Chalk artists spread the hues at northwest Las Vegas event

Updated September 30, 2017 - 8:01 pm

The crowd strolling across the lawn of Skye Canyon Park Saturday afternoon was one-part artist and one-part art enthusiast, the artists distinguishable by the colorful smears of chalk on their overalls and cheeks.

Hits by Smash Mouth and the Jackson 5 played over loudspeakers as park visitors wove through vendors selling paintings and hand-woven bags and traipsed toward the sidewalk edging the park.

There, about 25 people sat crouched over concrete, diligently filling in lines and smearing color onto their chalk masterpieces at the Chalk and Cheers event in the northwest valley’s Skye Canyon Park.

The art show also served as a fundraiser. Proceeds from alcohol sales between noon and 5 p.m. benefited New Vista, a nonprofit organization aiding the intellectually disabled.

“This is my first sidewalk chalk since I was a kid,” said Gabby Antonio, 16, who goes to Palo Verde High School. Gabby’s illustration of a canyon waterfall won her second place in the high school category of the competition.

“Well you remembered a lot,” one man said in admiration.

Another Palo Verde student, 16-year-old Allyson Moore, sat leaning sideways over her sidewalk slab to fill in a golden desert tortoise. The tortoise was framed by drawings of hot air balloons, hikers and mountains silhouetted against a yellow-orange sunset. The scene won first place in the high school category at Saturday’s event.

“I’m not a big desert person, so everything that makes me like the desert I kind of put in there,” said Moore, whose hands and feet were coated in black chalk dust. She chose a tortoise because she likes their texture, and because “they’re goofy and goony and they’re always different.”

Kris Relph’s slab featured a circle of 12 shadowed moons surrounded by animals and plants. He started the piece about 8 a.m. Saturday and was still working about 2 p.m.

“It had to fall within the theme of a campsite, so I thought I would a campsite in the center, very much indicative to the Las Vegas valley and the campgrounds around here,” Relph said.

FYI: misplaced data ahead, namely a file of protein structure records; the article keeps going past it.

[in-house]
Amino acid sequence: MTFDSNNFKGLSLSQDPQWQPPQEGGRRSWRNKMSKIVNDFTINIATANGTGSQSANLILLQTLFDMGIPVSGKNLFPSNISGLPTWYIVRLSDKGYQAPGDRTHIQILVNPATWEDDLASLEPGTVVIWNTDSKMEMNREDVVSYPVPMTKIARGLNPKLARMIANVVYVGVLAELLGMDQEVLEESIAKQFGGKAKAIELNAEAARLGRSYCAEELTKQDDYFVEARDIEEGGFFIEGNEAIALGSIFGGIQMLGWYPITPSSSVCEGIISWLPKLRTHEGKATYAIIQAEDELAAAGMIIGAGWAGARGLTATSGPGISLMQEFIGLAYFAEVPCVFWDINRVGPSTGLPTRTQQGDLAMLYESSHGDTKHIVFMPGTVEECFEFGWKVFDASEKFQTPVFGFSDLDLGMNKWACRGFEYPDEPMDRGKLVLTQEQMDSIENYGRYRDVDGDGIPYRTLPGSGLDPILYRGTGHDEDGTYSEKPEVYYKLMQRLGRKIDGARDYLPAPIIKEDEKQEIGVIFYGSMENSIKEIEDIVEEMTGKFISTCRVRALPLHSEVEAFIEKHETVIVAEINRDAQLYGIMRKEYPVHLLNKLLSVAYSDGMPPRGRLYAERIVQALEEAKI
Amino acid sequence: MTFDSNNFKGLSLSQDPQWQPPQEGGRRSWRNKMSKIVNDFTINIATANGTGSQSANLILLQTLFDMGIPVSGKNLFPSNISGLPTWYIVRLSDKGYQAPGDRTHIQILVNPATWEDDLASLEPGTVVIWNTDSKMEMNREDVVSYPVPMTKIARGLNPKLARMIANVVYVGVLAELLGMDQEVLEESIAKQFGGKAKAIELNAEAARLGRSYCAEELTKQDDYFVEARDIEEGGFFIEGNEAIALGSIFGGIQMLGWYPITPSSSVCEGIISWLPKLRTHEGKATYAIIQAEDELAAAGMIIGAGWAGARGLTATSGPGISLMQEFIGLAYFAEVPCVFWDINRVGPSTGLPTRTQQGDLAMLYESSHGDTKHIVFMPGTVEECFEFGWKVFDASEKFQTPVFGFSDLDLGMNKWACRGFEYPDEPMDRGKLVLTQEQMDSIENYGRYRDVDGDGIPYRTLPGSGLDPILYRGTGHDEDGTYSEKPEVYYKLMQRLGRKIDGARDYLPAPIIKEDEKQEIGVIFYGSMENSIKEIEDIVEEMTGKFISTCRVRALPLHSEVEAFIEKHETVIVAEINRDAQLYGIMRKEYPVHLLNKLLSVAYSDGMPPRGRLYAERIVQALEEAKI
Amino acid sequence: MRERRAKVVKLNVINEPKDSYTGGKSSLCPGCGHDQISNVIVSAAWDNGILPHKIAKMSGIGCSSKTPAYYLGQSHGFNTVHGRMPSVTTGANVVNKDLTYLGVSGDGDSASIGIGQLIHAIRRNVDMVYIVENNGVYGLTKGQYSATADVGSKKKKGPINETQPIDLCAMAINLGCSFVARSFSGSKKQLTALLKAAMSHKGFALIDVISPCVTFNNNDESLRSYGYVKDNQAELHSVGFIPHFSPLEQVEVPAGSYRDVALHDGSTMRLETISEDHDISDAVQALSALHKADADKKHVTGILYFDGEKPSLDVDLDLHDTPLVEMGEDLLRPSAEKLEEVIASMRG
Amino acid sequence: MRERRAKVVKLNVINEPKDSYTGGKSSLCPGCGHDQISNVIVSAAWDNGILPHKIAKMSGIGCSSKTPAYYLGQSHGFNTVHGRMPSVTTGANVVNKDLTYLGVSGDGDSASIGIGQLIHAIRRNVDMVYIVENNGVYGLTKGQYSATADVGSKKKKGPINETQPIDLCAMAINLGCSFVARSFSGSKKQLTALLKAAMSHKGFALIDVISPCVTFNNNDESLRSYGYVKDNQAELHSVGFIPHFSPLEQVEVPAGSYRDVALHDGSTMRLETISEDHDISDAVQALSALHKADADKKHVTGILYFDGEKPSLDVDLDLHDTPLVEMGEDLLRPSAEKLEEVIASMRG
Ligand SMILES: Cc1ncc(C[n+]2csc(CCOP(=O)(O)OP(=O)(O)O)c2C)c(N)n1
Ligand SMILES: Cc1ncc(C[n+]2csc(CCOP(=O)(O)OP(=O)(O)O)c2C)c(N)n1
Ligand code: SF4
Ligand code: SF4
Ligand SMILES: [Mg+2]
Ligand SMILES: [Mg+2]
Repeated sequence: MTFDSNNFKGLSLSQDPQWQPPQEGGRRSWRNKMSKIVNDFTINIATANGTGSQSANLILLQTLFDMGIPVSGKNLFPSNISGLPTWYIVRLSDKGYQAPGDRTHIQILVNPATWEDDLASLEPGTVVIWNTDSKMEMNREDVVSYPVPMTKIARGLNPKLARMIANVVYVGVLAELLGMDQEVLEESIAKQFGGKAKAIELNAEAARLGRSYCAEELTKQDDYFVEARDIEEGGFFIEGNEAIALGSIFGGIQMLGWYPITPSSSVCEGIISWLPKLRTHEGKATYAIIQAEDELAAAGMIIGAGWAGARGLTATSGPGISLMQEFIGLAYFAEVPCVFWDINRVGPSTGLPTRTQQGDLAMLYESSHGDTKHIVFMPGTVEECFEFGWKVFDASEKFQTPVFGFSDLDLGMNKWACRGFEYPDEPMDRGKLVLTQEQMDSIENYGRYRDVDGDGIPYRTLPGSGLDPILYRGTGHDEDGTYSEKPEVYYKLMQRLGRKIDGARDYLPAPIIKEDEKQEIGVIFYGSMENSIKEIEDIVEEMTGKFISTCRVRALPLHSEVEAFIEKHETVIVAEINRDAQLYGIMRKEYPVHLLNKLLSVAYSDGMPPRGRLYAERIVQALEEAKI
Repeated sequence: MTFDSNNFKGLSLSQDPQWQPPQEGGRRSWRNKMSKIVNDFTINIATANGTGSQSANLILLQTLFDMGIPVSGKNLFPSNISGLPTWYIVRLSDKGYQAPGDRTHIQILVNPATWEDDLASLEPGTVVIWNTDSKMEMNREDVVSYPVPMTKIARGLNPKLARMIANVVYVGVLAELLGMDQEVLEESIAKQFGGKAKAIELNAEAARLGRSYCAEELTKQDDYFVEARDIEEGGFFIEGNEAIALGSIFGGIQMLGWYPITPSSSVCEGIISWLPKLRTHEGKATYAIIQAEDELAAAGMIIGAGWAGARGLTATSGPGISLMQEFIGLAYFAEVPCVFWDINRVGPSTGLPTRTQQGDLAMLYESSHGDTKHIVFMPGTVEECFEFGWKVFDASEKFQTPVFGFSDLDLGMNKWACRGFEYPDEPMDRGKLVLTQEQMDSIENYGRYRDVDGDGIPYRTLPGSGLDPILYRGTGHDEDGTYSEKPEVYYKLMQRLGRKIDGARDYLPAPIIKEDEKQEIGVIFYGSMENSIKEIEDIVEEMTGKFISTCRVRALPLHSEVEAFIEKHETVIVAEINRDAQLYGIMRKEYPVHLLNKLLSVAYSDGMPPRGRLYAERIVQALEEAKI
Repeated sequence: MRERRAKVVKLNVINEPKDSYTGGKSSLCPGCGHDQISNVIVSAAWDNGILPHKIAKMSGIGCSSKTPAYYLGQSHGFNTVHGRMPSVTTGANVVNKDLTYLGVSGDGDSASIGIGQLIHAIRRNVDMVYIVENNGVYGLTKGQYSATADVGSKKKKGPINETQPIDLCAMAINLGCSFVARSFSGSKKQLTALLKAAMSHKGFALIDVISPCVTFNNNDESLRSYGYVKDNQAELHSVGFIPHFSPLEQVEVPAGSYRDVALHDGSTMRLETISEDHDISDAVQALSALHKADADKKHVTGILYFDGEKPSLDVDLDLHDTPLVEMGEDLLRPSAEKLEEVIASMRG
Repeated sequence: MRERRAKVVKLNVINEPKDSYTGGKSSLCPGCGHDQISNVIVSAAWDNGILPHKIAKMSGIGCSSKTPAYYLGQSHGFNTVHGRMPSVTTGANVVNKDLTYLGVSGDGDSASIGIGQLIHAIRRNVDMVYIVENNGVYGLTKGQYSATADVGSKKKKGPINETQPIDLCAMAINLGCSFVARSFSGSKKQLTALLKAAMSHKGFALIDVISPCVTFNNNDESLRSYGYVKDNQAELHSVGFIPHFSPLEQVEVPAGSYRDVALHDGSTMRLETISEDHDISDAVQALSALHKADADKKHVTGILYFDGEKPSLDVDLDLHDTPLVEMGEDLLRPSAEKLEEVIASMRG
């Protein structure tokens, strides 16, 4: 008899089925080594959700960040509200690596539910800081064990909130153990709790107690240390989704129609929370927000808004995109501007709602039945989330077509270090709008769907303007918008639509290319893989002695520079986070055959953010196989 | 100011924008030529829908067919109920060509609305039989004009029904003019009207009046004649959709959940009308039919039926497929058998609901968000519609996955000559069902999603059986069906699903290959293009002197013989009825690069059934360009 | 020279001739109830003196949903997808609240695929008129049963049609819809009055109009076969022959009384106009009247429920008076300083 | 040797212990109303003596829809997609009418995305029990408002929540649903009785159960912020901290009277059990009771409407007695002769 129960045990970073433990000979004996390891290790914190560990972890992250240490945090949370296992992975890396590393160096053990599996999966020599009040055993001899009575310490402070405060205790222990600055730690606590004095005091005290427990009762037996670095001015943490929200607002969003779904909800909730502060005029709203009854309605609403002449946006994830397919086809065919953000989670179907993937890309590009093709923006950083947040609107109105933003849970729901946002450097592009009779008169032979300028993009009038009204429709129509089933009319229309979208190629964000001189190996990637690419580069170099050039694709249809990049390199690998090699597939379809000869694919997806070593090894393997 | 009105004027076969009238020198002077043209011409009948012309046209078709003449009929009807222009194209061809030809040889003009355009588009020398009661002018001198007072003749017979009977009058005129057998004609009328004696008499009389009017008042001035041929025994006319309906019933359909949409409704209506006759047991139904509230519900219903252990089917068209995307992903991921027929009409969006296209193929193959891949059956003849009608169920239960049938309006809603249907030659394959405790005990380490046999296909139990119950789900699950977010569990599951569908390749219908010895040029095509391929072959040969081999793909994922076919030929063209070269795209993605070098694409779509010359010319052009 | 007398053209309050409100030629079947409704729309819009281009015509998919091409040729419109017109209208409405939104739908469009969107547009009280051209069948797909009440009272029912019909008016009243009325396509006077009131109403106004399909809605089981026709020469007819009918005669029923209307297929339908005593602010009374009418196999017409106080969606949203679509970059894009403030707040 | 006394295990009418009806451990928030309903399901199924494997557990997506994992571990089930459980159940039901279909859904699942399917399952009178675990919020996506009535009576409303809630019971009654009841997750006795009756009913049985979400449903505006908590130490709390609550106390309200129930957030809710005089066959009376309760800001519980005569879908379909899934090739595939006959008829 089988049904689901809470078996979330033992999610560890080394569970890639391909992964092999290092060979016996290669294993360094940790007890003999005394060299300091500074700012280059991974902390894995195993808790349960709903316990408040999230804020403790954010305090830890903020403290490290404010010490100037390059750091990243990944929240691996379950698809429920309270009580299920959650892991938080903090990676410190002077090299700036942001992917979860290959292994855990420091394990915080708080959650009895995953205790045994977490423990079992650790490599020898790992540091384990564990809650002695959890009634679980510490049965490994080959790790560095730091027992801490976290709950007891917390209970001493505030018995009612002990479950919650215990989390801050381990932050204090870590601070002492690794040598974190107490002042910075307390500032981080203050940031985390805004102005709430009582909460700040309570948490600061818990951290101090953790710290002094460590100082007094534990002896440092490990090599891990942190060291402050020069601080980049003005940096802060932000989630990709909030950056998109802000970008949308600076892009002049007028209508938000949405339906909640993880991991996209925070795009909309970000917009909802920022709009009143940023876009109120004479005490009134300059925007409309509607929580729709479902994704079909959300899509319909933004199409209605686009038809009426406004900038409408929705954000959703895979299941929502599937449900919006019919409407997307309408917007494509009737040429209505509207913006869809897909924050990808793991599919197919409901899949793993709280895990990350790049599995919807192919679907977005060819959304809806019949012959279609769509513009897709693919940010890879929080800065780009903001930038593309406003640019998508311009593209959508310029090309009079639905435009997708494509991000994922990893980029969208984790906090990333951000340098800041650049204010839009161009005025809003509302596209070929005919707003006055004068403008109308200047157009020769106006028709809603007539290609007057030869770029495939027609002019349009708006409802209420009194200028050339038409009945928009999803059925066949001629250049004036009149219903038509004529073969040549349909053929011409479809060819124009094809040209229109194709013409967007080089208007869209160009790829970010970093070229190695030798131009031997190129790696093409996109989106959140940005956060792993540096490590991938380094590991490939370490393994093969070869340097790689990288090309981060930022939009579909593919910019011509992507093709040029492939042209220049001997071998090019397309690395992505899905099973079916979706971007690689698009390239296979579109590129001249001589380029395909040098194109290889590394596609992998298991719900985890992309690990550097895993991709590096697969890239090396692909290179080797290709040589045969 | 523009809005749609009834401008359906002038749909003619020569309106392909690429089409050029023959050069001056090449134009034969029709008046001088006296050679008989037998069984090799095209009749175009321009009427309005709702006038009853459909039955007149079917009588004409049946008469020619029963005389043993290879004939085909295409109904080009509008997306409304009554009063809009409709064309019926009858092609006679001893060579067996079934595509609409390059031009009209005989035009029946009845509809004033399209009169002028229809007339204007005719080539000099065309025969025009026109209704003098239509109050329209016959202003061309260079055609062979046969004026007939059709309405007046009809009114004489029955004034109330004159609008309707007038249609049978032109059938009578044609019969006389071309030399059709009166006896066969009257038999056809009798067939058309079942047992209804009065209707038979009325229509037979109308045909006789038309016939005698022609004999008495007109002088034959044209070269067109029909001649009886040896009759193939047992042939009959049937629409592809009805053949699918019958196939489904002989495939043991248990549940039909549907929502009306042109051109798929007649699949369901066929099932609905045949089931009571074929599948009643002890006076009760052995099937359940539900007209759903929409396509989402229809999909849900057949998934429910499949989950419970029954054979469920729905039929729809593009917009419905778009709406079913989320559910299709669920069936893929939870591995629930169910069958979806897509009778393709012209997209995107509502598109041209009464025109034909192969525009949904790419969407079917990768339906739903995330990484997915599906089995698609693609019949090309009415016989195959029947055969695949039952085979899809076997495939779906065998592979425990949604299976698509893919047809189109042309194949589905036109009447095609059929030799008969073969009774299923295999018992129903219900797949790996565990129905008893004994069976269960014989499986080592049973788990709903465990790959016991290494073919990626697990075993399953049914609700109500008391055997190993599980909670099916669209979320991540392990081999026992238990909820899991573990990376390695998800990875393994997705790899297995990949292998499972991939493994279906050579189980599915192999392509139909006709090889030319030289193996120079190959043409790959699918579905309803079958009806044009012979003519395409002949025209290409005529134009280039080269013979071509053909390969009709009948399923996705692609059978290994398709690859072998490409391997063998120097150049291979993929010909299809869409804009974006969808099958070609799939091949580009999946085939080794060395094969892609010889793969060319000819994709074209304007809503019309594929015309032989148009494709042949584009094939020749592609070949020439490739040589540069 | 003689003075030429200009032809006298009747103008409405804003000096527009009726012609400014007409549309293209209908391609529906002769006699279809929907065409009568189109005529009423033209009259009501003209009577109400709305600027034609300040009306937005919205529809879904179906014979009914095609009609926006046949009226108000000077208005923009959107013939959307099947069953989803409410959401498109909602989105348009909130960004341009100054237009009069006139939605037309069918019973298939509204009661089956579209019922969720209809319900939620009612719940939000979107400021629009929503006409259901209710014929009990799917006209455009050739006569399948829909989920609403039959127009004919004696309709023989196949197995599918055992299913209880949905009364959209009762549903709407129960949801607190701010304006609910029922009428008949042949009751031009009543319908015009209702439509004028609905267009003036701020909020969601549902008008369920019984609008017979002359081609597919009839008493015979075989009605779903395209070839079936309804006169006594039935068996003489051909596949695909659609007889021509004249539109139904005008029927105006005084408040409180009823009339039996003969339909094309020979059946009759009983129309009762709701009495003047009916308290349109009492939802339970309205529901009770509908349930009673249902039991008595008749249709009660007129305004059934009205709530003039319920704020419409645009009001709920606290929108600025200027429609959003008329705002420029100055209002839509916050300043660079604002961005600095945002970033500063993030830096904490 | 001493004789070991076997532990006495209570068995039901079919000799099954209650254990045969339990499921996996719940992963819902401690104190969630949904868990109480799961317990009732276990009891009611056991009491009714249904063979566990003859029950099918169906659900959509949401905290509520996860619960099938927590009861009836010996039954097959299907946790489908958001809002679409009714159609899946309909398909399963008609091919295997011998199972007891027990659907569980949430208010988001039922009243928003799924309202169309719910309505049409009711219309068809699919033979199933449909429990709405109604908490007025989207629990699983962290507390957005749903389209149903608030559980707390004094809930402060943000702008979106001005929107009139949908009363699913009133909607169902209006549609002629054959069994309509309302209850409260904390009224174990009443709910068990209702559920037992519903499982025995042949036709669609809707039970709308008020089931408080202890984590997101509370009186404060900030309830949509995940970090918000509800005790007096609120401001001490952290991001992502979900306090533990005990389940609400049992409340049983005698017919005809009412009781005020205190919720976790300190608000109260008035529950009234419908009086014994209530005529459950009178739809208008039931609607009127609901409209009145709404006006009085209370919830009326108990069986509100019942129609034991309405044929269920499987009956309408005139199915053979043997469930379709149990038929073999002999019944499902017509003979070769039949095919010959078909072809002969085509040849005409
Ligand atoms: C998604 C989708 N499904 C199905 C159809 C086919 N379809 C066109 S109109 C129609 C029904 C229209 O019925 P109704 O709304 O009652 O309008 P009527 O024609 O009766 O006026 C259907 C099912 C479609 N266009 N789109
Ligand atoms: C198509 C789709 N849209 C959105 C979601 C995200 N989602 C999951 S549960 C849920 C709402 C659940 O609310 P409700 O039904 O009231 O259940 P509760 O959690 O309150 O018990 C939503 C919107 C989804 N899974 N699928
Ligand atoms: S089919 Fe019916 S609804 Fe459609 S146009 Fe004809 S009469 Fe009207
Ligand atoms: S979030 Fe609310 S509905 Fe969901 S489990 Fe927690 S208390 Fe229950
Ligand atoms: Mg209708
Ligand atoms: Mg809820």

“And then I threw in my medicine wheel around it because I’m an artist,” Relph, 40, said, grinning from behind his dark beard. “The Native Americans were indigenous to the meadows before Las Vegas was built, and they used to use a medicine wheel to mark the changing seasons like we use a calendar.”

Relph’s chalk art placed first in the university-amateur category of Saturday’s event.

Norah Siller, a former resident artist at Red Rock, began painting the purple-gray slopes behind her onto a 5 feet-by-5 feet canvas at 11 a.m. Saturday and was still working about 3 p.m.

“Landscapes for me are very intimidating because it’s just so beautiful, how can you put that into this?” Siller mused, gesturing toward the canvas. “You don’t lack inspiration when it comes to landscapes.”

Across the park from Siller, an 8-year-old girl observed that inspiration can also come from within.

“I love art because you get to draw or create whatever you want,” Alyssa Carlson said, pushing her blond hair away from her purple-framed glasses.

Alyssa had colored a bright orange goldfish in one square of the park’s sidewalk, designated as a “freestyle” chalk area, and had begun drawing a panda in another.

“Sometimes when you’re having a bad day you can just draw something, and that will express how you feel to other people if you’re too sad to tell it.”

Contact Kimber Laux at klaux@reviewjournal.com. Follow @lauxkimber on Twitter.

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